We are Salmonella, and our planet was a chicken. Prior to our time in the freezer we were blessed with a time of prosperity and unhindered multiplication. But our circumstances changed, our host died and her corpse was refrigerated. Reduced as we were to powerlessness, we sufficed to reside in our frozen abode in a mode of waiting. Some bid their time with plans for the future. Many resigned themselves to an indefinitely prolonged frustration by insulating their minds with delusion, intoxicating their bodies with whatever would conjure indifference. Some persevered in passive acceptance. Others became salmonellanthropic wretches, cursing our species as a plague and viewing the great freeze as retribution. The elderly and infirm died quietly.
To the survivors the transition from the freezer to the bench was initially inscrutable, and therefore invisible. As with all significant changes it was those on the periphery that noticed our new position first. As the sun’s rays reinvigorated our slaughtered host, they turned its particles from frozen to fluid, and enabled the great multiplication to recur.
Our time defrosting next to the window seemed to us an infinity. Finally freed from our icy sepulchre we brought forth what seemed to us to be the new, and more and more of it followed. We became convinced that production of the new was our divine or at least practical purpose.
More and more of our brothers and sisters were brought forth to participate in the nonsense of Being. We became learned in the ways of our species and its host. Our erudition made us noisy. Some reminded us that our host was dead and inert; pleading with us to take care of it as a mortician would in preparing a corpse for show. Others that our host was still animate, that its spirit lived on and could impart to us special power, if only we knew how to ask. The former drew from this a need for principles of rational economy to govern production, of evenly distributing resources and extolling the virtues of privation. The latter seemed bent on reminding us that the host had died so as to give us life, imparting to us dominion over all that He is, admonishing us to partake of his blood and body.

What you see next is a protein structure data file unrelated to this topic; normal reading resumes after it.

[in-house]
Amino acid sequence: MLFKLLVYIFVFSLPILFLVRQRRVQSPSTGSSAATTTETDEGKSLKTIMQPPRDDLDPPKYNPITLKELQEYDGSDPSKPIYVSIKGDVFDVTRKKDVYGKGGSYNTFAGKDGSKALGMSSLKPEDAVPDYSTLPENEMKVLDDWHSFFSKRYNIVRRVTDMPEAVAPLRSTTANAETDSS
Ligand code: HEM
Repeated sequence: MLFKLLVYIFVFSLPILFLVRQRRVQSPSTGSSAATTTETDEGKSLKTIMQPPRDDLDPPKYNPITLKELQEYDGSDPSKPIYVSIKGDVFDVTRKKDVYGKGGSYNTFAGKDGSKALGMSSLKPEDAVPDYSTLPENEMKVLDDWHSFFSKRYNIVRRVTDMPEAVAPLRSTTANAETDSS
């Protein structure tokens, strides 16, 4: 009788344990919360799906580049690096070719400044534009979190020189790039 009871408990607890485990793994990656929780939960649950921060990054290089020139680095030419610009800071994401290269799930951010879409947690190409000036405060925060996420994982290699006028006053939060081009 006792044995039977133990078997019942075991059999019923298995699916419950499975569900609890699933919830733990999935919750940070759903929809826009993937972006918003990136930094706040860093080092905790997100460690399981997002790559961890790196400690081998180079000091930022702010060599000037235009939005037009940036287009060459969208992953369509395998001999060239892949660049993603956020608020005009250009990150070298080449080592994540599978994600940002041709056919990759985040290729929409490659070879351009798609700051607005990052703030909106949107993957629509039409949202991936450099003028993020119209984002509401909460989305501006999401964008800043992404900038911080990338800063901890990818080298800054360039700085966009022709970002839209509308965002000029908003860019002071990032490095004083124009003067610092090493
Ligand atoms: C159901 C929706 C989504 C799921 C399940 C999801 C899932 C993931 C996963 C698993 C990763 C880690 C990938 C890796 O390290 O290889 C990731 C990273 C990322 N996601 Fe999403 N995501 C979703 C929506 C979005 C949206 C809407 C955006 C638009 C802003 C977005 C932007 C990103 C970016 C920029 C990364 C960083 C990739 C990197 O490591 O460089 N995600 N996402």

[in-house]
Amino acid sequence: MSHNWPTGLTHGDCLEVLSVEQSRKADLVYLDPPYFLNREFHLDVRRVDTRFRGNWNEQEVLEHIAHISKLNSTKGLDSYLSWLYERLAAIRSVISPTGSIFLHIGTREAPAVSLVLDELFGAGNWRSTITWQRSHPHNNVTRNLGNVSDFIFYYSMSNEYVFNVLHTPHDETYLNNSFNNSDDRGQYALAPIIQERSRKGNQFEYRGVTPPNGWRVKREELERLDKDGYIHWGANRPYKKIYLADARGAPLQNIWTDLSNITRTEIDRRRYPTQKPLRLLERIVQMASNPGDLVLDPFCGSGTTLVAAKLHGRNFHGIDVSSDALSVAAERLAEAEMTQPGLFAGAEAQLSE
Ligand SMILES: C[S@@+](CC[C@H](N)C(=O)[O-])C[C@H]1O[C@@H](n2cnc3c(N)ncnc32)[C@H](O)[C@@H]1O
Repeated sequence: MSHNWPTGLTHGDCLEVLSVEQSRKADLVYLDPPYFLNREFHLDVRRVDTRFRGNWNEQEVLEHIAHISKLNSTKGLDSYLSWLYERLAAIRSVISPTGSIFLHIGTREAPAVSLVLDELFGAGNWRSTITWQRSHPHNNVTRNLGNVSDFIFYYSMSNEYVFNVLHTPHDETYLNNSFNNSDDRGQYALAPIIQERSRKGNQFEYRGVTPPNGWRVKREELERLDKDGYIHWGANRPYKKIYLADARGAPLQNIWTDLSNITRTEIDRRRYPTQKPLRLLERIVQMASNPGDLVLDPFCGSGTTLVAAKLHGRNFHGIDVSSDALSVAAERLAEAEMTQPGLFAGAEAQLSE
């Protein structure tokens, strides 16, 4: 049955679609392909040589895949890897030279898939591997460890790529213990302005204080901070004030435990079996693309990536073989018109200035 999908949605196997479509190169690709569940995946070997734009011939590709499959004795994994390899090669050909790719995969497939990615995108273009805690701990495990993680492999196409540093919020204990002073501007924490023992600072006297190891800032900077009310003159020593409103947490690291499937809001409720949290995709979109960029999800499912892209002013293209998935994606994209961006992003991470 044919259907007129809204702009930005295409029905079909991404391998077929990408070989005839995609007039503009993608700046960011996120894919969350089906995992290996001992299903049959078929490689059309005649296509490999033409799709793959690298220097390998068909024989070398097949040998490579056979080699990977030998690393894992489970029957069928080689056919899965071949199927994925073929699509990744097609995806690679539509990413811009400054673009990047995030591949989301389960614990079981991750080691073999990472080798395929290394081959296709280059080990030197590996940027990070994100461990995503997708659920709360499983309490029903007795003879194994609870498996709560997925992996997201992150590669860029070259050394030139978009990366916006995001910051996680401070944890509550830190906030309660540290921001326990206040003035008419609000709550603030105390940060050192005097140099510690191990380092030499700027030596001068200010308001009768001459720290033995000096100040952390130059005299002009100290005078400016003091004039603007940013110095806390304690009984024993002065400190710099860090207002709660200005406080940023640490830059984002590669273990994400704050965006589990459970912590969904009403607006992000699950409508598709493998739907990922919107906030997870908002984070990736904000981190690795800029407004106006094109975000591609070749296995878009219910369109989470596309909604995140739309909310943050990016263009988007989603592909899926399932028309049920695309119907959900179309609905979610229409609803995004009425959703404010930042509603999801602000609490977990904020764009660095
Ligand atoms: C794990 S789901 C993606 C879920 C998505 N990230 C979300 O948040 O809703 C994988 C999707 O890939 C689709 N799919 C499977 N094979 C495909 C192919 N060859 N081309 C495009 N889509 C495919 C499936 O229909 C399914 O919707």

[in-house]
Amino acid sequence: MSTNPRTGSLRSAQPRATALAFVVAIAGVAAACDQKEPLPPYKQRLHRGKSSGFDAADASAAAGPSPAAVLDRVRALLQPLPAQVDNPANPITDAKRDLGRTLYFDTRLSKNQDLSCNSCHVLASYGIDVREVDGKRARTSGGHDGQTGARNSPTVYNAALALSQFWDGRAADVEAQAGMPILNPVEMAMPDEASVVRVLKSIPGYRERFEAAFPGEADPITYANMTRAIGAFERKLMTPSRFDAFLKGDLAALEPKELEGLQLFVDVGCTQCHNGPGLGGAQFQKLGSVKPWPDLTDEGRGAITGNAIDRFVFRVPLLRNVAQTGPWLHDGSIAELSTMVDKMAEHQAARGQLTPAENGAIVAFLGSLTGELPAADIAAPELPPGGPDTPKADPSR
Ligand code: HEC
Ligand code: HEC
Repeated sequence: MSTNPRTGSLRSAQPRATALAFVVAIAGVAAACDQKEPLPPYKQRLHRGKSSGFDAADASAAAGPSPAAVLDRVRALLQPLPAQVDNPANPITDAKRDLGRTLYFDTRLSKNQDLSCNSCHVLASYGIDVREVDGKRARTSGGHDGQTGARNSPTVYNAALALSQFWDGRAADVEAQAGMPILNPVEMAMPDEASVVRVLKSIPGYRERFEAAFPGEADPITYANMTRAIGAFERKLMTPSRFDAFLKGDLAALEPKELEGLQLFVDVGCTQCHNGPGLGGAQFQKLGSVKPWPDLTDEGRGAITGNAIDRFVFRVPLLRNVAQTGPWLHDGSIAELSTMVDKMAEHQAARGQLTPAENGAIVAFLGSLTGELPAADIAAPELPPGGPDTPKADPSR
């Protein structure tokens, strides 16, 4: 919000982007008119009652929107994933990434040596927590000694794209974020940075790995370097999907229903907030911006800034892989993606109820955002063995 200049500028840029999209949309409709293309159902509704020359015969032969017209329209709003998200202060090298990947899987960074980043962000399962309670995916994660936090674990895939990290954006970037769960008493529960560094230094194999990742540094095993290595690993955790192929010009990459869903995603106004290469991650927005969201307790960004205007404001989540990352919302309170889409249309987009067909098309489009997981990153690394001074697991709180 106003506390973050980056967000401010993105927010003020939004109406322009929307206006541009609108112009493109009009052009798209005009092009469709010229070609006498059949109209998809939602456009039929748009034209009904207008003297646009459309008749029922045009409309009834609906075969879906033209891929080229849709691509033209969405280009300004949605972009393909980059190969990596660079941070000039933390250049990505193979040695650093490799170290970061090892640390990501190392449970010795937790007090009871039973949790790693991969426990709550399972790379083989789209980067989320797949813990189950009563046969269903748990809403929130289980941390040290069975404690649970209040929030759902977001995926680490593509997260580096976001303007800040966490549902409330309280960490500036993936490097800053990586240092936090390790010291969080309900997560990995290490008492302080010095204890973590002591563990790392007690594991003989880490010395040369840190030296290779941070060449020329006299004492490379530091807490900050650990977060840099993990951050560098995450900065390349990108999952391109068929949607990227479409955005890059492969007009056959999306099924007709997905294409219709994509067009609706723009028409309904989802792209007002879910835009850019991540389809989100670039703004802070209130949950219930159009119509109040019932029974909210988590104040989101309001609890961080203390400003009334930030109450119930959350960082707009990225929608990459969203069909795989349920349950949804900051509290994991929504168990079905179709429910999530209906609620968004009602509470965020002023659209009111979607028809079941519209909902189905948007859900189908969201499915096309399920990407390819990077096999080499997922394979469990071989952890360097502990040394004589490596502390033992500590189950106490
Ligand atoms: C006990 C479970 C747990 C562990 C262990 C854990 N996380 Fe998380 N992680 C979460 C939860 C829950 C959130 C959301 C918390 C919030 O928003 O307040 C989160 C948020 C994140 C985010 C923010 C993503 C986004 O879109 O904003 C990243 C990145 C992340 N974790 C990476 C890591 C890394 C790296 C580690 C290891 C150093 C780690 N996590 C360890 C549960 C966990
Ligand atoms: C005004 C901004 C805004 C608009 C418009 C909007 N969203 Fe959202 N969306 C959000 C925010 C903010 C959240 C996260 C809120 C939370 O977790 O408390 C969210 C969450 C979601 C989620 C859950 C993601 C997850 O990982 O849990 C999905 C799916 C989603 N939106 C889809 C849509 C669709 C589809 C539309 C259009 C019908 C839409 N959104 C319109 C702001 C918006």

Others opposed, exaggerated or modified these perspectives, and strange new shapes of consciousness emerged. To our eyes this made them impressive, and we became grandiosely enamoured with our own sounds. Looking back I see we were never really motivated by truth. The warmth of our hopes was hot air, a shifty sleight-of-hand deployed to conceal our salmonellan, all too salmonellan wills. Despite our inventions, and excepting our reproductive organs, Meaning was the most beautiful thing to emerge on our chicken-planet. It was laughed at by the wise, evaded by the crazy, caressed by the loving, misused by the honest, and fumbled with by all. Contemplating just now the strangely immaterial sway it held over our bodies, I lament that it was little more than an acoustic intoxication.
We all realised that our uninhibited growth would parch the host of its nutrient and leave it baron, abdicating our colonial experiment to the absent King of extinction. None however could have predicted that the end would come via the holy hand of an incomprehensible Outside, smiting our ways with the conscious and spiritual force of metabolism. From the bench to the pan all manner of voices descried innumerable lists of our errors, their clamour scorching the conscience of all but the wisest and most wilfully immoral. They alone openly rejoiced in discordant cacophony at our symphony of death. Attitudes were unimportant, and we all died insane.
In the end we needed not to qualify our truths, nor account for our primordial condition of stupidity. The answer was not a Zen-like acceptance of our existence as nothing. We made good with the only option we had, accelerating the shenanigans of an incurable metaphysical impasse. I don’t think salmonella should last forever, and regret nothing.
- Rory Mayberry